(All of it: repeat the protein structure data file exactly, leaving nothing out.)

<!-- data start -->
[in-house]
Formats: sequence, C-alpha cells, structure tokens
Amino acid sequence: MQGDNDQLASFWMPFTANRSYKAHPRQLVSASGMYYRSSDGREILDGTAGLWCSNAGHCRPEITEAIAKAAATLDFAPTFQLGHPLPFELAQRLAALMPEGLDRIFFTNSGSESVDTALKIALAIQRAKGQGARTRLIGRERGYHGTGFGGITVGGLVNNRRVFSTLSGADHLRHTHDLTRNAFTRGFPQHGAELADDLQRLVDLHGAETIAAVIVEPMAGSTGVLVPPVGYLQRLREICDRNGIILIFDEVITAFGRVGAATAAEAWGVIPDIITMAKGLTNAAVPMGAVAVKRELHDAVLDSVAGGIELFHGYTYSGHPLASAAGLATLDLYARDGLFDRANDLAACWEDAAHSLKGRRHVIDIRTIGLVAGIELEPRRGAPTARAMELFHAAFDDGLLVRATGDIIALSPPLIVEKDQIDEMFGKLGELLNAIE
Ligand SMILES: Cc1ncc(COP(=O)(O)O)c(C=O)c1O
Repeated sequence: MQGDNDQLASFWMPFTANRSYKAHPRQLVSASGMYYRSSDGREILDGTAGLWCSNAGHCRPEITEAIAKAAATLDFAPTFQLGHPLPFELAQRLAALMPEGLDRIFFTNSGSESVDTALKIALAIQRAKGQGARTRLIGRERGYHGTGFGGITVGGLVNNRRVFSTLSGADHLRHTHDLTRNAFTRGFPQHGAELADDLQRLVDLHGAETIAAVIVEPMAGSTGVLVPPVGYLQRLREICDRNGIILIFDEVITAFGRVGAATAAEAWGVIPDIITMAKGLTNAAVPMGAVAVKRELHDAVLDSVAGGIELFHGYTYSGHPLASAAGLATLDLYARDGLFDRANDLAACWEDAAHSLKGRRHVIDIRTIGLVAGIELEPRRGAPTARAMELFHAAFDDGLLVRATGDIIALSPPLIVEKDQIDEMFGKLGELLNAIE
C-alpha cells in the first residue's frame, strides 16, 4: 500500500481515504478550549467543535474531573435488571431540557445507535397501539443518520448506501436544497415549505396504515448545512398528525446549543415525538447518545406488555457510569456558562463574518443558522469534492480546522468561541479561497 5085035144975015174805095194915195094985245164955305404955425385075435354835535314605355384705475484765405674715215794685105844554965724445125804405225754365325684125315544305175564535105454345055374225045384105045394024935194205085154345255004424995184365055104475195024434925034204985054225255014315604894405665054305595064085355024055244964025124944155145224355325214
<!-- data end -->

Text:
[in-house]
Formats: sequence, C-alpha cells, structure tokens
Amino acid sequence: MQGDNDQLASFWMPFTANRSYKAHPRQLVSASGMYYRSSDGREILDGTAGLWCSNAGHCRPEITEAIAKAAATLDFAPTFQLGHPLPFELAQRLAALMPEGLDRIFFTNSGSESVDTALKIALAIQRAKGQGARTRLIGRERGYHGTGFGGITVGGLVNNRRVFSTLSGADHLRHTHDLTRNAFTRGFPQHGAELADDLQRLVDLHGAETIAAVIVEPMAGSTGVLVPPVGYLQRLREICDRNGIILIFDEVITAFGRVGAATAAEAWGVIPDIITMAKGLTNAAVPMGAVAVKRELHDAVLDSVAGGIELFHGYTYSGHPLASAAGLATLDLYARDGLFDRANDLAACWEDAAHSLKGRRHVIDIRTIGLVAGIELEPRRGAPTARAMELFHAAFDDGLLVRATGDIIALSPPLIVEKDQIDEMFGKLGELLNAIE
Ligand SMILES: Cc1ncc(COP(=O)(O)O)c(C=O)c1O
Repeated sequence: MQGDNDQLASFWMPFTANRSYKAHPRQLVSASGMYYRSSDGREILDGTAGLWCSNAGHCRPEITEAIAKAAATLDFAPTFQLGHPLPFELAQRLAALMPEGLDRIFFTNSGSESVDTALKIALAIQRAKGQGARTRLIGRERGYHGTGFGGITVGGLVNNRRVFSTLSGADHLRHTHDLTRNAFTRGFPQHGAELADDLQRLVDLHGAETIAAVIVEPMAGSTGVLVPPVGYLQRLREICDRNGIILIFDEVITAFGRVGAATAAEAWGVIPDIITMAKGLTNAAVPMGAVAVKRELHDAVLDSVAGGIELFHGYTYSGHPLASAAGLATLDLYARDGLFDRANDLAACWEDAAHSLKGRRHVIDIRTIGLVAGIELEPRRGAPTARAMELFHAAFDDGLLVRATGDIIALSPPLIVEKDQIDEMFGKLGELLNAIE
C-alpha cells in the first residue's frame, strides 16, 4: 500500500481515504478550549467543535474531573435488571431540557445507535397501539443518520448506501436544497415549505396504515448545512398528525446549543415525538447518545406488555457510569456558562463574518443558522469534492480546522468561541479561497 5085035144975015174805095194915195094985245164955305404955425385075435354835535314605355384705475484765405674715215794685105844554965724445125804405225754365325684125315544305175564535105454345055374225045384105045394024935194205085154345255004424995184365055104475195024434925034204985054225255014315604894405665054305595064085355024055244964025124944155145224355325214